So lets talk food.  Particularly, Balinese/Indonesian/Malaysian food.

 

 

 

One of the most popular regional cuisines in Indonesia is Padang fare.  Padang food  is usually served in a series of small plate portions of deliciousness, and is somewhat akin to dim sum or tapas in that you are presented with all of the options at once, and you pick which ones you actually want to eat.  The cream of the crop though is rendang.  Oh my god, its easily one of the best foods I’ve ever eaten.  Unfortunately I got food poisoning for the tail end of the trip and only got to eat rendang twice.  Other than padang, Indonesians like fried food, and they do it very well.  Nasi goreng, their fried rice, is hugely popular with tourists (including myself).  Then there is satay, which is principally prepared the same way across southeast Asia.

 

 

So yeah, food poisoning.  It was expected, and it was painful.  I went into the trip knowing that I’d get food poisoning at some point, and I thought I had dodged the bullet. Boy was I wrong.  It could have been from all the sambal I sucked up, which is basically Indonesian for hot sauce.  I do love spicy!  Anyways, wash your hands all the time and don’t get ice with your drinks.

Here is a monkey.

 

 

As far as sights to see in Bali, there are a few specific hot spots that are sort of a must.  My mom’s old friend Harry, who’s lived in Bali for 30 years and is best known as one of the resident DJs of Leed’s prolific disco club The Warehouse, was kind enough to accompany us on all the road trips that we just had to do.  Harry has known me since I was a wee tike in Jakarta, so I call him uncle.

 

 

 

My old friend Marco came to visit us.  Him and I used to play in a band in high school, and we’ve managed to keep in touch for over 20 years.

 

 

First of all I’d like to say that my mom and I avoided the beach, with prior understanding that Bali is not about the beaches.  Don’t get me wrong, they looked beautiful with turquoise water and volcanic sands, but my pale complexion is no match for the near-equatorial sunlight.

 

 

 

Aside from Denpasar, a major draw point for tourists is Ubud.  The surrounding countryside is hilly, with jungles and rice paddies taking turns.  It’s gorgeous. The town itself is unfortunately dense (and I mean dense) with tourism and markets.  Lots of good food though!

 

 

 

Next up is Kintamani.  You drive up a mountain, and when you get there you have this massive view of an extinct volcano with a beautiful lake at its base, all within a giant crater.  The view is obviously one in a million. We ate from a Balinese buffet looking out over the mountain, and it was so serene.

 

 

 

Afterwards we drove down into the valley and made our way to a small village that had some beautiful old Hindu temples.  There were people there that had commuted from far away just to worship at that spot, as there was some religious significance to the location.  Every village you drive through is sleepy and laid back, and this one was no different.  I could also feel the age of the place.  There was emotional and spiritual history there, dense with vibe.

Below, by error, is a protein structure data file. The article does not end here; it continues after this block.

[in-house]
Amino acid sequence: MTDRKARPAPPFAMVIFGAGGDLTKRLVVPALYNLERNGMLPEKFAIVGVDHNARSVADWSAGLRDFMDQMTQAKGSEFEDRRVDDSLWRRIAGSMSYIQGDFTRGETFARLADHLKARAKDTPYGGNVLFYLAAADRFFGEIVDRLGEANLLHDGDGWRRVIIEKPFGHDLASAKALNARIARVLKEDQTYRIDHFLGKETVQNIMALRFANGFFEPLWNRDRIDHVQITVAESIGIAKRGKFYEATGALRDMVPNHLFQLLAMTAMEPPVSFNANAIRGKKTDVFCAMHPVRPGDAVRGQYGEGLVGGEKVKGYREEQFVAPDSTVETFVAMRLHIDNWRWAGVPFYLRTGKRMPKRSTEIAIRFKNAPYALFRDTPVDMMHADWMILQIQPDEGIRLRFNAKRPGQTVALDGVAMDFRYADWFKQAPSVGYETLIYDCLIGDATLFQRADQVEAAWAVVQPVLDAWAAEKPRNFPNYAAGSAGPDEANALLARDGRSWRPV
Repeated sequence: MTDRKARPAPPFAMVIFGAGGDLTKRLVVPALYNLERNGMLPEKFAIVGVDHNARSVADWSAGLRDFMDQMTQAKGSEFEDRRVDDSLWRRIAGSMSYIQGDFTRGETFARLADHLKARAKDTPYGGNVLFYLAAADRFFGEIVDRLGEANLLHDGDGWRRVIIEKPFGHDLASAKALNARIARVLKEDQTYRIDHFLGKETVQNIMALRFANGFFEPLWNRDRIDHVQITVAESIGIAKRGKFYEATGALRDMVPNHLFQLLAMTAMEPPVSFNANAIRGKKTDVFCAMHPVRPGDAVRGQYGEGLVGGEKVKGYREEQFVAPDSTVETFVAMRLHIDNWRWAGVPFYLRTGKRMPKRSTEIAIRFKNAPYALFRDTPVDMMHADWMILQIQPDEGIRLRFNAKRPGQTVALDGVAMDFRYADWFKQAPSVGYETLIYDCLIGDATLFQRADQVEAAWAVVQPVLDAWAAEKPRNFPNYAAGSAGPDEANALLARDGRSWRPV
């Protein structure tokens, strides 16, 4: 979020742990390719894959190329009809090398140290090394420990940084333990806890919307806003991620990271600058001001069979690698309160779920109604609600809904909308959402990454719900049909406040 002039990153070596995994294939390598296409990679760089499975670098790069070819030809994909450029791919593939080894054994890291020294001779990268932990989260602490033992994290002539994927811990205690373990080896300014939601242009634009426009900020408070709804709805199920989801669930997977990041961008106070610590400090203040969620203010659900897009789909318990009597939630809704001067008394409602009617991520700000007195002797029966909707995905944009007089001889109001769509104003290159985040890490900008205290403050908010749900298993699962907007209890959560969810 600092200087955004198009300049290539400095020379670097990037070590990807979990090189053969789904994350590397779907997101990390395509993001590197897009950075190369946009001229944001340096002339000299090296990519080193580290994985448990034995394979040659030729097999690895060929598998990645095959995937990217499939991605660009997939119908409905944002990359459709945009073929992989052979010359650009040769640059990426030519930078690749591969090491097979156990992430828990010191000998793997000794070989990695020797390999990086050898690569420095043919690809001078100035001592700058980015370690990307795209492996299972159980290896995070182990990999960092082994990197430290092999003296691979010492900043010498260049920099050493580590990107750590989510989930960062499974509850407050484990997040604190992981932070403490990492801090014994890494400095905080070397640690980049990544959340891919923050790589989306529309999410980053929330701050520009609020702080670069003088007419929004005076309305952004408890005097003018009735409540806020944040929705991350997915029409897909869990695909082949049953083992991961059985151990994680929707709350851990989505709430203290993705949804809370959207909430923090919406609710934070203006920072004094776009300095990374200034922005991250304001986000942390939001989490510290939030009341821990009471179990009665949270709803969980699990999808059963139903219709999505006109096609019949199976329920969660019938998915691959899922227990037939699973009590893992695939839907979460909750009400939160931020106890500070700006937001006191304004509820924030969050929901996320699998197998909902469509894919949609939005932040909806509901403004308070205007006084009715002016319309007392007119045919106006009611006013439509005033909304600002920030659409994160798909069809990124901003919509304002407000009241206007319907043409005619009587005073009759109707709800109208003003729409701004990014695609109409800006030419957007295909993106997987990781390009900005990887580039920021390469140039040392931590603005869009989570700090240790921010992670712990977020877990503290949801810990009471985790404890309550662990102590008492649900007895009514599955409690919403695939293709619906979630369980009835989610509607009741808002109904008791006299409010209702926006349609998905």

Another city worth mentioning is Singaraja, which used to be the capital of Bali before they moved it to Denpasar.  It’s sleepy, old, and beautiful, and fortunately untainted, as the majority of tourists don’t really have any reason to visit it.  There are some gorgeous old hotels here, many that are slowly decaying but are still lovely.

 

 

 

My favorite part of the entire trip was our drive back from Singaraja through the mountains, past the three lakes in an area called Buyan (I think, will double check).  Absolutely the most stunning views, and an adventurous drive through towns that live in the clouds and are perpetually foggy.  Keep in mind that I was in the throes of food poisoning through all of this, but it was an experience that I couldn’t sit out.

 

 

 

 

 

Credit must be given to our driver Ajik, whose honed reflexes and keen road awareness kept us safe and moving through the jungle.

 

 

 

 

Terimah Kasi Bali! (Bali Pt. 1)

I just got back from a two week vacation with my mom to Bali, Indonesia and Seoul, Korea, and I’m still a little euphoric.  I’m dividing my experience up into a number of posts due to the sheer amount of pictures that I brought back with me, as well as a separate section on Seoul.

 

 

So for the uninformed (which was me before this trip), Bali is essentially a paradise island, complete with your standard tropical beaches, rain forests, and magnificent mountains, all packed into an island the size of Delaware.  On top of that, the majority of the population of Bali is Hindu, so there are these gorgeous Hindu temples all over the place.   Every town you drive through has multiple open air temples, and most houses have their own shrines in their gardens so that the people can worship at any point in time.

 

 

 

For anybody that has been to Siem Reap in Cambodia, the vibe is basically the same.  Hindu architecture and worship sites are built to integrate into their surroundings and heighten beauty.  It feels very natural and very spiritual.  Also they have these beautiful statues of their gods and goddesses peppered everywhere, with their daily offerings of flowers and rice.  My mother said it best, that it’s amazing how people will build these magnificent structures in the middle of the jungle.

 

 

 

 

 

So to describe the topography and scenery, Bali is comprised of the peaks of mountains along the edge of the Eurasian plate, which inevitably brought about heavy volcanic activity.  So driving through and around the island, you have expansive plains of rice fields with large forested mountains on the horizon.